Startup sequence

  • This is the sequence: The singer starts the bhajan, harmonium comes in, then tabla, and last, the bells and tambourine.
  • Same thing happens during the next speeds.  Bells and tambourine do not start before singer and tabla.  Otherwise there can be a “race” between the instruments.

Be conscious of the beat

  • When leading a bhajan, be “conscious” of the beat.  Do not just think what you are going to sing next.  Be aware of the bass drum beat – stay with it.
  • Lead singers: try to set three distinct speeds.  Many people start the bhajan too slow, especially if they don’t know it well.  It drags and sounds shaky.  The next speed is then way too fast and the final speed is so fast, that the whole bhajan breaks down.

Start with a reasonable tempo

  • Start with a reasonable basic tempo, move to a medium tempo, and then a reasonably fast third tempo.

Speeding up can be an issue

  • Singers, background singers and drummers get excited and will often speed up the bhajan in a continuous ramp.  This makes the bhajan break down and come to a crashing halt.
  • Once a fast beat is set, sing the chorus at least couple of times with a steady beat, then move up to a faster constant beat and again sing the chorus a couple of times.  Typically, the verses are not sung in the very fast beats, only the chorus.
  • This is the part (the fast section) of the song that can lift people higher, but it frequently accelerates too fast in a very short time and then breaks down completely and comes to a grinding halt, because the drummers and singers can’t keep up.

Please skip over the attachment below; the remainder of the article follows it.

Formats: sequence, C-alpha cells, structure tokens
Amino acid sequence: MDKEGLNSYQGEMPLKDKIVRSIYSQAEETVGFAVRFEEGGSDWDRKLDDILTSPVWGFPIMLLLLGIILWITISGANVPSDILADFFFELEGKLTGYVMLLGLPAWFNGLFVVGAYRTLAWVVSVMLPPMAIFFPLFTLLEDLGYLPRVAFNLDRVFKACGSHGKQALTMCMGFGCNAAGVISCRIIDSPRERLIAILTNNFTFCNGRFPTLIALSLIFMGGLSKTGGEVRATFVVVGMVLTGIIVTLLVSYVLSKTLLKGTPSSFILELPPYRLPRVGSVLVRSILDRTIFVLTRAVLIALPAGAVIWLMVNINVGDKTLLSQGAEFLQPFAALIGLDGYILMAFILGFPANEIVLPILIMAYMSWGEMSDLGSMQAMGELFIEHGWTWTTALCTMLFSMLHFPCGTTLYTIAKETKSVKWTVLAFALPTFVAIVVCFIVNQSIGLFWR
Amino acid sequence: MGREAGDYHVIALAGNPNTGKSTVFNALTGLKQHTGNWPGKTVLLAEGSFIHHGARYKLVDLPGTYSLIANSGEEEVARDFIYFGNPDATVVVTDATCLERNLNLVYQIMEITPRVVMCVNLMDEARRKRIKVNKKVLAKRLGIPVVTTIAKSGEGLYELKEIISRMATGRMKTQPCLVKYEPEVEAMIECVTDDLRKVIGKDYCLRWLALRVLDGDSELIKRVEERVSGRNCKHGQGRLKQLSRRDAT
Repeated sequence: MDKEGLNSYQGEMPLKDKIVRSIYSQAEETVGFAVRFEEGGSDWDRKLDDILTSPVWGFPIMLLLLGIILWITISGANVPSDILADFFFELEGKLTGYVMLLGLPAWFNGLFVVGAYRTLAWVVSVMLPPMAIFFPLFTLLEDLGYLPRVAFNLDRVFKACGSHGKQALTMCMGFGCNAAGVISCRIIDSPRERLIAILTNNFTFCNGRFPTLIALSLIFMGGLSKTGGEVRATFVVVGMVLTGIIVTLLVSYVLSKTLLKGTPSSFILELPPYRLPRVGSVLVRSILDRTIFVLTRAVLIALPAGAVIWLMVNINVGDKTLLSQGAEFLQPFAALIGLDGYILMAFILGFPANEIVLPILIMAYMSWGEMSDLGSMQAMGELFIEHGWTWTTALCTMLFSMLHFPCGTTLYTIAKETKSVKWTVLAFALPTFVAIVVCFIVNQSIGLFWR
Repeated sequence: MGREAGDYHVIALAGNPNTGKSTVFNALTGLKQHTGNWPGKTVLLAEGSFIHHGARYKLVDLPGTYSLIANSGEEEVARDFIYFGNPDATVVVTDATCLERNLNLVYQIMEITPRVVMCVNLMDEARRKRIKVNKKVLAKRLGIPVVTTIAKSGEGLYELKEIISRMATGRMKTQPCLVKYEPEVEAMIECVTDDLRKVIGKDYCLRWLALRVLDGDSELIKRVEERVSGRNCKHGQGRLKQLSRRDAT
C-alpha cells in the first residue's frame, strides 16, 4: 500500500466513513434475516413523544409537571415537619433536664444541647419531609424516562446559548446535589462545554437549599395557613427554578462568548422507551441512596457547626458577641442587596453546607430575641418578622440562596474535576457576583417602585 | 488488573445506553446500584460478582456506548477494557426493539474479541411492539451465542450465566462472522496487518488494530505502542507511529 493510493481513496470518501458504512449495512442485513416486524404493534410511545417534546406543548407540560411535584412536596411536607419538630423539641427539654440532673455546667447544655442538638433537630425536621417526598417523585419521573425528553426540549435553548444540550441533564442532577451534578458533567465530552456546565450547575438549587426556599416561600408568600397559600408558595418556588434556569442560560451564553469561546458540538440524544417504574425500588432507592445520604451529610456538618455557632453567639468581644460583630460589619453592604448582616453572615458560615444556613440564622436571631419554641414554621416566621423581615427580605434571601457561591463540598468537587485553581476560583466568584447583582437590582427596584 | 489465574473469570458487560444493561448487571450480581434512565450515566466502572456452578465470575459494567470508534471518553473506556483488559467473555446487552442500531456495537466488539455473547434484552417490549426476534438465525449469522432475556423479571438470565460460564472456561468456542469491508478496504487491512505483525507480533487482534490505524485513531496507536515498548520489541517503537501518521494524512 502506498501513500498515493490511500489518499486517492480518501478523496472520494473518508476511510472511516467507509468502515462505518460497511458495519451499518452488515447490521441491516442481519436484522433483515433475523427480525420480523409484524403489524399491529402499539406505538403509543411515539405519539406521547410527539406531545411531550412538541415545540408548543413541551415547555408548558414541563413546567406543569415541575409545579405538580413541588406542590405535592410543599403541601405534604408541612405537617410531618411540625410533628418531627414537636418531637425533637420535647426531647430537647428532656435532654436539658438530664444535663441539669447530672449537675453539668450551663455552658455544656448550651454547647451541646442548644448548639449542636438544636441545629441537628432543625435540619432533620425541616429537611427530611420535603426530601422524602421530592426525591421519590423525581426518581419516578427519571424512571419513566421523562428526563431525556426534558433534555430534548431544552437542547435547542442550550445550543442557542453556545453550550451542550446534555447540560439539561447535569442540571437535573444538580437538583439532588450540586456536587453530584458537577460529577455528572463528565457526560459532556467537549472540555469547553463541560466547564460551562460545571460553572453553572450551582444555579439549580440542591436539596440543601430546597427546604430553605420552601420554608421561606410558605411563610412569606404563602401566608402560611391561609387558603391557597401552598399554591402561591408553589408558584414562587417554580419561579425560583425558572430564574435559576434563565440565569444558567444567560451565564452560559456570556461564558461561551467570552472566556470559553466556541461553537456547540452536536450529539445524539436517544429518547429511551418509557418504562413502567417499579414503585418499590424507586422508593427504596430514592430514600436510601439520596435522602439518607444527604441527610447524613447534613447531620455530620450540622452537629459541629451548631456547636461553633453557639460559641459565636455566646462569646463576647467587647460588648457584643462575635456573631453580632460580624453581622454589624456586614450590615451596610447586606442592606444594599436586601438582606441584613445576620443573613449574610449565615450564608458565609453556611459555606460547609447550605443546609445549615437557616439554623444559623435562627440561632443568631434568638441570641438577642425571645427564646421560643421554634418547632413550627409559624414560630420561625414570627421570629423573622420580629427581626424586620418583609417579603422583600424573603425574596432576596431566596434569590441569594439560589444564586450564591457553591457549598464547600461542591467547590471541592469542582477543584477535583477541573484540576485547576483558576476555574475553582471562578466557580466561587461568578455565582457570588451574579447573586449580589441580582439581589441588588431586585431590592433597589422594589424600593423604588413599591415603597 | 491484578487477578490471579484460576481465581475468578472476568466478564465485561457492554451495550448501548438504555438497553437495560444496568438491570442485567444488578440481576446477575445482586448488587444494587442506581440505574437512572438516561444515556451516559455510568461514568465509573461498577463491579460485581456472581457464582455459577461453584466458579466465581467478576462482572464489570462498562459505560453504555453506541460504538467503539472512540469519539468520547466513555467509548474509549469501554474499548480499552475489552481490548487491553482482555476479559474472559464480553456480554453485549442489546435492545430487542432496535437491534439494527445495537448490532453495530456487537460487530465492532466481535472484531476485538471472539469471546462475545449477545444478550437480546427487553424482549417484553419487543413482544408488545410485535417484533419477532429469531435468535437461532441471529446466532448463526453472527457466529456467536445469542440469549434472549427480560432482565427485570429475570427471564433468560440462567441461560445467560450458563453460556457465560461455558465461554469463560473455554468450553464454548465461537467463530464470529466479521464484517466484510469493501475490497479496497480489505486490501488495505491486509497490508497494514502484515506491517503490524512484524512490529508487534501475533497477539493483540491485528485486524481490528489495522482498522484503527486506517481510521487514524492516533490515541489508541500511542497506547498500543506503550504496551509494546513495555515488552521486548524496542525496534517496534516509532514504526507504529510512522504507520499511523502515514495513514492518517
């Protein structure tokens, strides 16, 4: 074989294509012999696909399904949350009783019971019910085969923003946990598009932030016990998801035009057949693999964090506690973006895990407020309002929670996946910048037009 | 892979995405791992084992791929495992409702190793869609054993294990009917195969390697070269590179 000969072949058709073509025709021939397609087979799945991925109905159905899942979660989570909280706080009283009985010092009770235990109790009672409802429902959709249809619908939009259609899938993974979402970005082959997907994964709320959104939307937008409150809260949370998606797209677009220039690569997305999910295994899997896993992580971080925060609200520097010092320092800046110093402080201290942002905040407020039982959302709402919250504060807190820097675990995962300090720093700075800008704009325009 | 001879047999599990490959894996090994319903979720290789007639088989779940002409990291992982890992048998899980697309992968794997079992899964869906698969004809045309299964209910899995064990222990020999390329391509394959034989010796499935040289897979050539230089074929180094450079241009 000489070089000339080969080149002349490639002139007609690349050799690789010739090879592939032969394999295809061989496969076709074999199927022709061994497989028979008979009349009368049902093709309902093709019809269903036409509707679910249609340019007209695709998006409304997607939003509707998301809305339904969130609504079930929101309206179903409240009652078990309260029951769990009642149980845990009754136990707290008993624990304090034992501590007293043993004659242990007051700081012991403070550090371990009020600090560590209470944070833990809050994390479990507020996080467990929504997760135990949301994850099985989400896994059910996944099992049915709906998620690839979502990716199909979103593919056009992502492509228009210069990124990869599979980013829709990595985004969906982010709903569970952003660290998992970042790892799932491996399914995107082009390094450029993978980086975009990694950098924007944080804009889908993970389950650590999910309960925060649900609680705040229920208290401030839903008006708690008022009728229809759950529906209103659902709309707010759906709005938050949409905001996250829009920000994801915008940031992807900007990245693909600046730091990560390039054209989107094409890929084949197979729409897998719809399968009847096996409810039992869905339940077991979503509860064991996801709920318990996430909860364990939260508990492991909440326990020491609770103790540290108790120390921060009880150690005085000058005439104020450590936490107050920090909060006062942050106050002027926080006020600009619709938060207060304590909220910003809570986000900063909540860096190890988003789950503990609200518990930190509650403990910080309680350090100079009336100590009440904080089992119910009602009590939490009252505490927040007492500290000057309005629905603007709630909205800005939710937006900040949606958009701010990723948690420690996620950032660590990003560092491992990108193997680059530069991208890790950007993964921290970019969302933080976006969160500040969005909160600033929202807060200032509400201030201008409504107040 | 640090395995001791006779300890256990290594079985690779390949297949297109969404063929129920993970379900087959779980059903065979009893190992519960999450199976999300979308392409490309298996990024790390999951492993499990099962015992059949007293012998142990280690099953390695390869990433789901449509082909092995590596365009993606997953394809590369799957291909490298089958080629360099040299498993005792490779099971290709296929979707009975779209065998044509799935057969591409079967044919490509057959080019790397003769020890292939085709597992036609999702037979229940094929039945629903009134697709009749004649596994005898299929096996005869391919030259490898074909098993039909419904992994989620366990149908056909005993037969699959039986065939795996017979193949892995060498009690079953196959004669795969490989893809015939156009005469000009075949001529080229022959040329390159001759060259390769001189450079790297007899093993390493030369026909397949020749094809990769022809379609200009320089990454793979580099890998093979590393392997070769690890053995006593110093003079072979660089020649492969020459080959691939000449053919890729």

• Be careful not to choose a beat that is too fast.  You can always speed up again.

Mark the beat

  • When you are singing during satsang, be aware of the “beat”.  You should mark time with body language.  Be totally aware of the bass drum beat.

Tambourine and bells are the backbone

  • When you play, you should not just “play along” with the beat.  Instead, “you are the beat”.  You have to be confident.  This can only be gained through practice.
  • The key is: Keep it simple
  • If you are unsure of the beat or cannot keep up, simply stop.  These are loud instruments that can be heard over everything.  If you play off beat, it will disrupt the whole bhajan and cause a major disturbance for everyone.
  • Stopping-and-starting continuously disrupts the bhajan.  Tambourine players will frequently stop-and-start without warning when they get tired or have to change positions – this disrupts the bhajan.  It is a loud instrument.  Try not to do frequent stop-and-starts when you change positions.  Simple breaks are better than fancy breaks.  Simply try to keep a steady beat.
  • Be aware of the drums and each other. Try not to get spaced out and speed up.
  • Always follow the drums.  Please do not come in before drums start.  Same thing when the bhajan steps up the speed.  Please wait for the singer and drums to start before you come in.
  • Bells and tambourine are the backbone of the whole bhajan.